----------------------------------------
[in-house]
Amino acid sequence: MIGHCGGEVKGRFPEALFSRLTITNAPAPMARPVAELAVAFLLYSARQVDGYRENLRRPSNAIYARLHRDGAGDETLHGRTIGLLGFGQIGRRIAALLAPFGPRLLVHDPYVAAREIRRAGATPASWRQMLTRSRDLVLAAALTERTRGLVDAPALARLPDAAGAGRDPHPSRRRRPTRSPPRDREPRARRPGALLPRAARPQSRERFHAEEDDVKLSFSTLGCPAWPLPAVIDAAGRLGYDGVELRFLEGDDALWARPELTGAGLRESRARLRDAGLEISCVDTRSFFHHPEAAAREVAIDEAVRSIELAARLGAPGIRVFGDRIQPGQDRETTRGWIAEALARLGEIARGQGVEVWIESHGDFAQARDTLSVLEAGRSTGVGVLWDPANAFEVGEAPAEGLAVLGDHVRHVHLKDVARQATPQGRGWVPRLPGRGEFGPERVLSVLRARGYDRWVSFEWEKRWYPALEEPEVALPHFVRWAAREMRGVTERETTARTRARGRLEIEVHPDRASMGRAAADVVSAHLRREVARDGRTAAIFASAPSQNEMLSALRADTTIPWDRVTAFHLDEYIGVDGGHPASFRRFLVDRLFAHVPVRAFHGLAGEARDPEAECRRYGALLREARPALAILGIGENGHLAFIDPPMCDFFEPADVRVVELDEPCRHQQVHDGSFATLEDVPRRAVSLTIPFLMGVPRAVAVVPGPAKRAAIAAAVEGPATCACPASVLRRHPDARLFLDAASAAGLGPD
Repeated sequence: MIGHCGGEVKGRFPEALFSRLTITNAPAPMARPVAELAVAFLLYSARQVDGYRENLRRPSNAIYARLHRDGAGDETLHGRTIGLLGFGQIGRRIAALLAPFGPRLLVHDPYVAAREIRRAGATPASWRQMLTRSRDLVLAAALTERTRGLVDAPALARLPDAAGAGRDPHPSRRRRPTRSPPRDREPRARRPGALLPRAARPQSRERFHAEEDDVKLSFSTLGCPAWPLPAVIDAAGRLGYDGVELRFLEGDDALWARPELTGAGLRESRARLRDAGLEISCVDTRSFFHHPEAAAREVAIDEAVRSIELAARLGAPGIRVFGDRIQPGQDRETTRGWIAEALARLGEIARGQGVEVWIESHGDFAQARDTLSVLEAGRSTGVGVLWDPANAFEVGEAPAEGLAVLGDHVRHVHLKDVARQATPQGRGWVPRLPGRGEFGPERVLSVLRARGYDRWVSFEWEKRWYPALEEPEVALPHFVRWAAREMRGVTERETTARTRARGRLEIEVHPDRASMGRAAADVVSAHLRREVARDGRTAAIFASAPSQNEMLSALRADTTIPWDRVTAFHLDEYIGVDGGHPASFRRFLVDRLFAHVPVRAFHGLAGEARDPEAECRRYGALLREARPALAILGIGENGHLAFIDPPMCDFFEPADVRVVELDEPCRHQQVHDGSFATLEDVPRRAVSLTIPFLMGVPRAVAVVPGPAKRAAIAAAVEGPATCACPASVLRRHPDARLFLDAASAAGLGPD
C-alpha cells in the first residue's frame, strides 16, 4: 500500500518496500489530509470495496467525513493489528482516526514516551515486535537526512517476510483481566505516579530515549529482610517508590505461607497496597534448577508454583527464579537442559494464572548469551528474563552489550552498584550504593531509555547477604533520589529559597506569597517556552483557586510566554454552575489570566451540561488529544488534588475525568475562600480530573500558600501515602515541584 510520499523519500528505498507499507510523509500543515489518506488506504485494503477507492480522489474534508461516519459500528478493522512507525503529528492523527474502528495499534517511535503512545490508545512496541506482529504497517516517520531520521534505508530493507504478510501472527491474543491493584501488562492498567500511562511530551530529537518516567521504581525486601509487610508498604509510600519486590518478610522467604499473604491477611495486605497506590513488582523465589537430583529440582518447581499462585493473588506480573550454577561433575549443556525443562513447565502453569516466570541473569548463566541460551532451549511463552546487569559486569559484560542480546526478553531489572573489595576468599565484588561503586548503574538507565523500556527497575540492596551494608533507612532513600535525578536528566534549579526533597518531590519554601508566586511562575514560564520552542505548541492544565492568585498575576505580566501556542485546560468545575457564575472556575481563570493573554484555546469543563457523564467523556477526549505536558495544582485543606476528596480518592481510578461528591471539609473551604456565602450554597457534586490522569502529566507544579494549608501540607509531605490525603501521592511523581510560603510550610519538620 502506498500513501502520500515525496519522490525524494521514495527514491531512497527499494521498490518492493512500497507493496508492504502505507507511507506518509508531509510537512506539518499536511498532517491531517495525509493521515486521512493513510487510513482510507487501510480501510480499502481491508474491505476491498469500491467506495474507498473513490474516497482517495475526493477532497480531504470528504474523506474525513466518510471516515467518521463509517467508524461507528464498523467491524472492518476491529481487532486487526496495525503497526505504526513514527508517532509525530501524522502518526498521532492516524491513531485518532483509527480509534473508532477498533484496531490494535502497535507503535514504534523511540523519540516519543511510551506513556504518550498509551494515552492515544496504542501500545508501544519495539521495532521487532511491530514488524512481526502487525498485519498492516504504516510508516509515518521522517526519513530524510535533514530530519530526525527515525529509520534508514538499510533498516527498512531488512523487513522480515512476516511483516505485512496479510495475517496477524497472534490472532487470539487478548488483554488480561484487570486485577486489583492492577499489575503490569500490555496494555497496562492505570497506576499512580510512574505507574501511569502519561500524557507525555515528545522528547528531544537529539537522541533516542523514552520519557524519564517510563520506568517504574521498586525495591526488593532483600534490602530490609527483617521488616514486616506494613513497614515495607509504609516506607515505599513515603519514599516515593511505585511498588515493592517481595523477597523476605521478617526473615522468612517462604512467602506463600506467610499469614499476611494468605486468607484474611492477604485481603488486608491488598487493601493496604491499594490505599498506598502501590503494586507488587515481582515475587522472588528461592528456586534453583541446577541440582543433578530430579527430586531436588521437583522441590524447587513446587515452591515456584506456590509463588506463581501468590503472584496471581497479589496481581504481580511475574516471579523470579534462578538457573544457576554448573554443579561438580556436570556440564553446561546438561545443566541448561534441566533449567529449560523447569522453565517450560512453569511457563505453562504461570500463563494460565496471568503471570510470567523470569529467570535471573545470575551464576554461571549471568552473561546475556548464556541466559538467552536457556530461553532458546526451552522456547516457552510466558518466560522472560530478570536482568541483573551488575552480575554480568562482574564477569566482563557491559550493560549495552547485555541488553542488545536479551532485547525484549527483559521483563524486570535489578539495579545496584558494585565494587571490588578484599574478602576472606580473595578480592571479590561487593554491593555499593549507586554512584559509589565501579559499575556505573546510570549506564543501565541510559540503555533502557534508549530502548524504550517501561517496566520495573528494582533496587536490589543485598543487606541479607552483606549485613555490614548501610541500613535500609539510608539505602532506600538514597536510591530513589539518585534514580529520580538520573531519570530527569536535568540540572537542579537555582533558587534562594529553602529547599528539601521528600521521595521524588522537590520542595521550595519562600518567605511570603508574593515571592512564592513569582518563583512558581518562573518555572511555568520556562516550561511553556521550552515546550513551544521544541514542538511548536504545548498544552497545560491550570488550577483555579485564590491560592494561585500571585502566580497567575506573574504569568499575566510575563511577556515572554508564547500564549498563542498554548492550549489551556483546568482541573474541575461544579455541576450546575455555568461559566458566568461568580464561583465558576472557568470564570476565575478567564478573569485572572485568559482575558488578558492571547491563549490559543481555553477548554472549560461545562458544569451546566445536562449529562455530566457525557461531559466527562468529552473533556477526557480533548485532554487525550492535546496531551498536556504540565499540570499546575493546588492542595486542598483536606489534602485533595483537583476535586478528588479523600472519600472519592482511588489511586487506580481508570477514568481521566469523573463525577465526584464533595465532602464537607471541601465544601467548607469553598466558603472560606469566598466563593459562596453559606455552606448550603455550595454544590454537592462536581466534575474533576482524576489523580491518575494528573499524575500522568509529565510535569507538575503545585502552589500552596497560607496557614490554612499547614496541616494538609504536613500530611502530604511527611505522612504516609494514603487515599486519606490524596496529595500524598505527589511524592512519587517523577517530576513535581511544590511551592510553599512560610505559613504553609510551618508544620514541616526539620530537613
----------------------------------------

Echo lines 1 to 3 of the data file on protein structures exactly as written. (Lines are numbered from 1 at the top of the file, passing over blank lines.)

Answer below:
[in-house]
Amino acid sequence: MIGHCGGEVKGRFPEALFSRLTITNAPAPMARPVAELAVAFLLYSARQVDGYRENLRRPSNAIYARLHRDGAGDETLHGRTIGLLGFGQIGRRIAALLAPFGPRLLVHDPYVAAREIRRAGATPASWRQMLTRSRDLVLAAALTERTRGLVDAPALARLPDAAGAGRDPHPSRRRRPTRSPPRDREPRARRPGALLPRAARPQSRERFHAEEDDVKLSFSTLGCPAWPLPAVIDAAGRLGYDGVELRFLEGDDALWARPELTGAGLRESRARLRDAGLEISCVDTRSFFHHPEAAAREVAIDEAVRSIELAARLGAPGIRVFGDRIQPGQDRETTRGWIAEALARLGEIARGQGVEVWIESHGDFAQARDTLSVLEAGRSTGVGVLWDPANAFEVGEAPAEGLAVLGDHVRHVHLKDVARQATPQGRGWVPRLPGRGEFGPERVLSVLRARGYDRWVSFEWEKRWYPALEEPEVALPHFVRWAAREMRGVTERETTARTRARGRLEIEVHPDRASMGRAAADVVSAHLRREVARDGRTAAIFASAPSQNEMLSALRADTTIPWDRVTAFHLDEYIGVDGGHPASFRRFLVDRLFAHVPVRAFHGLAGEARDPEAECRRYGALLREARPALAILGIGENGHLAFIDPPMCDFFEPADVRVVELDEPCRHQQVHDGSFATLEDVPRRAVSLTIPFLMGVPRAVAVVPGPAKRAAIAAAVEGPATCACPASVLRRHPDARLFLDAASAAGLGPD
Repeated sequence: MIGHCGGEVKGRFPEALFSRLTITNAPAPMARPVAELAVAFLLYSARQVDGYRENLRRPSNAIYARLHRDGAGDETLHGRTIGLLGFGQIGRRIAALLAPFGPRLLVHDPYVAAREIRRAGATPASWRQMLTRSRDLVLAAALTERTRGLVDAPALARLPDAAGAGRDPHPSRRRRPTRSPPRDREPRARRPGALLPRAARPQSRERFHAEEDDVKLSFSTLGCPAWPLPAVIDAAGRLGYDGVELRFLEGDDALWARPELTGAGLRESRARLRDAGLEISCVDTRSFFHHPEAAAREVAIDEAVRSIELAARLGAPGIRVFGDRIQPGQDRETTRGWIAEALARLGEIARGQGVEVWIESHGDFAQARDTLSVLEAGRSTGVGVLWDPANAFEVGEAPAEGLAVLGDHVRHVHLKDVARQATPQGRGWVPRLPGRGEFGPERVLSVLRARGYDRWVSFEWEKRWYPALEEPEVALPHFVRWAAREMRGVTERETTARTRARGRLEIEVHPDRASMGRAAADVVSAHLRREVARDGRTAAIFASAPSQNEMLSALRADTTIPWDRVTAFHLDEYIGVDGGHPASFRRFLVDRLFAHVPVRAFHGLAGEARDPEAECRRYGALLREARPALAILGIGENGHLAFIDPPMCDFFEPADVRVVELDEPCRHQQVHDGSFATLEDVPRRAVSLTIPFLMGVPRAVAVVPGPAKRAAIAAAVEGPATCACPASVLRRHPDARLFLDAASAAGLGPD